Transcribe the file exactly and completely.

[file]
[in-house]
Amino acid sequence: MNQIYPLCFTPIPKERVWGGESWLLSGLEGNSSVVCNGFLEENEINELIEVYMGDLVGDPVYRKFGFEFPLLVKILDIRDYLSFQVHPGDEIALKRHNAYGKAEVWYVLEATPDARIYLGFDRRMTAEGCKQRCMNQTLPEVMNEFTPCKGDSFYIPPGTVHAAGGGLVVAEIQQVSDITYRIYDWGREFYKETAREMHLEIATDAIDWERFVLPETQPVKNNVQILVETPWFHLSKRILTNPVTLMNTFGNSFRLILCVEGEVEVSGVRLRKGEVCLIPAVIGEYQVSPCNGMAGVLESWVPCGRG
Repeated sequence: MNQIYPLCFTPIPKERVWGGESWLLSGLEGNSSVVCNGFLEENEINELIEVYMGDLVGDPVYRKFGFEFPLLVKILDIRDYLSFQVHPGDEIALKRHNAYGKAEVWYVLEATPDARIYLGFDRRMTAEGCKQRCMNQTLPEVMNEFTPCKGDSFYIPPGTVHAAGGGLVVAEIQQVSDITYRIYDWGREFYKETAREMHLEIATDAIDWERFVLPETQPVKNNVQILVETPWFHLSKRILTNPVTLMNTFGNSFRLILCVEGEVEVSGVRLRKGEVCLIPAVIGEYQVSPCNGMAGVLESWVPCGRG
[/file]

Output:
[in-house]
Amino acid sequence: MNQIYPLCFTPIPKERVWGGESWLLSGLEGNSSVVCNGFLEENEINELIEVYMGDLVGDPVYRKFGFEFPLLVKILDIRDYLSFQVHPGDEIALKRHNAYGKAEVWYVLEATPDARIYLGFDRRMTAEGCKQRCMNQTLPEVMNEFTPCKGDSFYIPPGTVHAAGGGLVVAEIQQVSDITYRIYDWGREFYKETAREMHLEIATDAIDWERFVLPETQPVKNNVQILVETPWFHLSKRILTNPVTLMNTFGNSFRLILCVEGEVEVSGVRLRKGEVCLIPAVIGEYQVSPCNGMAGVLESWVPCGRG
Repeated sequence: MNQIYPLCFTPIPKERVWGGESWLLSGLEGNSSVVCNGFLEENEINELIEVYMGDLVGDPVYRKFGFEFPLLVKILDIRDYLSFQVHPGDEIALKRHNAYGKAEVWYVLEATPDARIYLGFDRRMTAEGCKQRCMNQTLPEVMNEFTPCKGDSFYIPPGTVHAAGGGLVVAEIQQVSDITYRIYDWGREFYKETAREMHLEIATDAIDWERFVLPETQPVKNNVQILVETPWFHLSKRILTNPVTLMNTFGNSFRLILCVEGEVEVSGVRLRKGEVCLIPAVIGEYQVSPCNGMAGVLESWVPCGRG